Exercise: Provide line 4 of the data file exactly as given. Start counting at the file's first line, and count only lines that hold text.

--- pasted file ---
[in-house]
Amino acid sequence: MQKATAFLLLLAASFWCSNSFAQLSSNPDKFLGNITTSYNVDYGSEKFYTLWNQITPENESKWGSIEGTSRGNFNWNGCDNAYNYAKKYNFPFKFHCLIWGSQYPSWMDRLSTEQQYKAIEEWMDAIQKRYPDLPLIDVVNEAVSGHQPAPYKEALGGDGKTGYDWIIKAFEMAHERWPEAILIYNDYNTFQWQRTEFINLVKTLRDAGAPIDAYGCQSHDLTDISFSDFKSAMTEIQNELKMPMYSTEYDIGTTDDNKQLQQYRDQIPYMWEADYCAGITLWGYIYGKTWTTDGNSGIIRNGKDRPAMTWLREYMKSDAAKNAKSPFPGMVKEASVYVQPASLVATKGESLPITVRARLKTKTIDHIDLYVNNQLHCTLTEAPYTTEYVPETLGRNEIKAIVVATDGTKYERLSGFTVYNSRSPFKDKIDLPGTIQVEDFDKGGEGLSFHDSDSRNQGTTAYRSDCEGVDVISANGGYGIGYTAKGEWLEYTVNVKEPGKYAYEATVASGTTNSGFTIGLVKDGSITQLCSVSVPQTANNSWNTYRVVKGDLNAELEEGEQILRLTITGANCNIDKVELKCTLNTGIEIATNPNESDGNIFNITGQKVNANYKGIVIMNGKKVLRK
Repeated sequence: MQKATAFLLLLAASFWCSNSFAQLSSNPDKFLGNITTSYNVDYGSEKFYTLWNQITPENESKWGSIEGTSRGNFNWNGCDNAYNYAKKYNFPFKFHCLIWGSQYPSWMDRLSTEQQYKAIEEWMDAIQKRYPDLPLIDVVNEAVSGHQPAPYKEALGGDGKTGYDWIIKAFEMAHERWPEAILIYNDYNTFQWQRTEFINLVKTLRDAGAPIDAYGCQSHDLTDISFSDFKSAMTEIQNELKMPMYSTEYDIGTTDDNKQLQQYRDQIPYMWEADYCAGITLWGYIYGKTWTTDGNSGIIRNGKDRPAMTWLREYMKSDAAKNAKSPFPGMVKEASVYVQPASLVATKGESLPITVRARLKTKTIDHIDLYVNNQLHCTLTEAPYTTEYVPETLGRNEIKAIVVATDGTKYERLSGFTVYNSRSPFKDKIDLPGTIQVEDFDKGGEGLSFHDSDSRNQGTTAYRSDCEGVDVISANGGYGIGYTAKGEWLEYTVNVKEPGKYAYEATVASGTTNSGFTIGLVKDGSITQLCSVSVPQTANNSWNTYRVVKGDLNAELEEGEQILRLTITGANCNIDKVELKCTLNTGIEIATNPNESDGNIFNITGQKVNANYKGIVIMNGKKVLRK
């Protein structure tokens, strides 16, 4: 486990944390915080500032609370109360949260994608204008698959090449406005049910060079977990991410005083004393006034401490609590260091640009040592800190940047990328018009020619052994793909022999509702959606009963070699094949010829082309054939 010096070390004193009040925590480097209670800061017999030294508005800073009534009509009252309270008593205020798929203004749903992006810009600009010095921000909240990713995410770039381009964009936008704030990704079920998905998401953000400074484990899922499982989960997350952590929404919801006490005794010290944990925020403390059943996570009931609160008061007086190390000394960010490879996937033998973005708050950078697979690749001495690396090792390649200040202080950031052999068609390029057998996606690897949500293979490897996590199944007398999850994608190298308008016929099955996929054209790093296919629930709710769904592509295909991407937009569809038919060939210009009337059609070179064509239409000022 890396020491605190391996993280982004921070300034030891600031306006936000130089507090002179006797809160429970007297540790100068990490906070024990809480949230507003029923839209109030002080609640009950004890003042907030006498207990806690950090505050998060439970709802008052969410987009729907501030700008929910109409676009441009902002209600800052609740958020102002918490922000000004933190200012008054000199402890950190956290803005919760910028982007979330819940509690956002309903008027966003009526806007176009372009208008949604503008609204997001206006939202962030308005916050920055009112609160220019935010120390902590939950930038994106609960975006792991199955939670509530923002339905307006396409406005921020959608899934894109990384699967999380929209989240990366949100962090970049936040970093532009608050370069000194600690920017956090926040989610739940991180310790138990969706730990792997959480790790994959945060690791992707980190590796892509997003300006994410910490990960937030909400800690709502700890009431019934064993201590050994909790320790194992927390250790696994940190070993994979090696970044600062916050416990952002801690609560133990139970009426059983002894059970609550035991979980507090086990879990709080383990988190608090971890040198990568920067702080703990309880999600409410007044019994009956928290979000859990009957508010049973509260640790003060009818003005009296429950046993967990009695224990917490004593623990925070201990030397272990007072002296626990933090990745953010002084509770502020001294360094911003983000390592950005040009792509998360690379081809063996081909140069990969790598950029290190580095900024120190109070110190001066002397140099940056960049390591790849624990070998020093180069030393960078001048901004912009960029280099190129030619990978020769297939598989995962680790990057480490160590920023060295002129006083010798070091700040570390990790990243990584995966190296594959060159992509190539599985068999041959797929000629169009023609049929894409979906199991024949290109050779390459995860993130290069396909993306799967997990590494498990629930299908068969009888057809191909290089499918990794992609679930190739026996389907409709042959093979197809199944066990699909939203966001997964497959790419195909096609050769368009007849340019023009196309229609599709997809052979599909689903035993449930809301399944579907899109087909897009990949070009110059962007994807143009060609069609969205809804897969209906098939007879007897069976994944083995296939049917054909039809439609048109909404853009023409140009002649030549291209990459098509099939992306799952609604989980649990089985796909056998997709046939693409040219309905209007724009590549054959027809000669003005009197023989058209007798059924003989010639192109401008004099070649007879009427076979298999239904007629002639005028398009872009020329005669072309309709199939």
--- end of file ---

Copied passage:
């Protein structure tokens, strides 16, 4: 486990944390915080500032609370109360949260994608204008698959090449406005049910060079977990991410005083004393006034401490609590260091640009040592800190940047990328018009020619052994793909022999509702959606009963070699094949010829082309054939 010096070390004193009040925590480097209670800061017999030294508005800073009534009509009252309270008593205020798929203004749903992006810009600009010095921000909240990713995410770039381009964009936008704030990704079920998905998401953000400074484990899922499982989960997350952590929404919801006490005794010290944990925020403390059943996570009931609160008061007086190390000394960010490879996937033998973005708050950078697979690749001495690396090792390649200040202080950031052999068609390029057998996606690897949500293979490897996590199944007398999850994608190298308008016929099955996929054209790093296919629930709710769904592509295909991407937009569809038919060939210009009337059609070179064509239409000022 890396020491605190391996993280982004921070300034030891600031306006936000130089507090002179006797809160429970007297540790100068990490906070024990809480949230507003029923839209109030002080609640009950004890003042907030006498207990806690950090505050998060439970709802008052969410987009729907501030700008929910109409676009441009902002209600800052609740958020102002918490922000000004933190200012008054000199402890950190956290803005919760910028982007979330819940509690956002309903008027966003009526806007176009372009208008949604503008609204997001206006939202962030308005916050920055009112609160220019935010120390902590939950930038994106609960975006792991199955939670509530923002339905307006396409406005921020959608899934894109990384699967999380929209989240990366949100962090970049936040970093532009608050370069000194600690920017956090926040989610739940991180310790138990969706730990792997959480790790994959945060690791992707980190590796892509997003300006994410910490990960937030909400800690709502700890009431019934064993201590050994909790320790194992927390250790696994940190070993994979090696970044600062916050416990952002801690609560133990139970009426059983002894059970609550035991979980507090086990879990709080383990988190608090971890040198990568920067702080703990309880999600409410007044019994009956928290979000859990009957508010049973509260640790003060009818003005009296429950046993967990009695224990917490004593623990925070201990030397272990007072002296626990933090990745953010002084509770502020001294360094911003983000390592950005040009792509998360690379081809063996081909140069990969790598950029290190580095900024120190109070110190001066002397140099940056960049390591790849624990070998020093180069030393960078001048901004912009960029280099190129030619990978020769297939598989995962680790990057480490160590920023060295002129006083010798070091700040570390990790990243990584995966190296594959060159992509190539599985068999041959797929000629169009023609049929894409979906199991024949290109050779390459995860993130290069396909993306799967997990590494498990629930299908068969009888057809191909290089499918990794992609679930190739026996389907409709042959093979197809199944066990699909939203966001997964497959790419195909096609050769368009007849340019023009196309229609599709997809052979599909689903035993449930809301399944579907899109087909897009990949070009110059962007994807143009060609069609969205809804897969209906098939007879007897069976994944083995296939049917054909039809439609048109909404853009023409140009002649030549291209990459098509099939992306799952609604989980649990089985796909056998997709046939693409040219309905209007724009590549054959027809000669003005009197023989058209007798059924003989010639192109401008004099070649007879009427076979298999239904007629002639005028398009872009020329005669072309309709199939």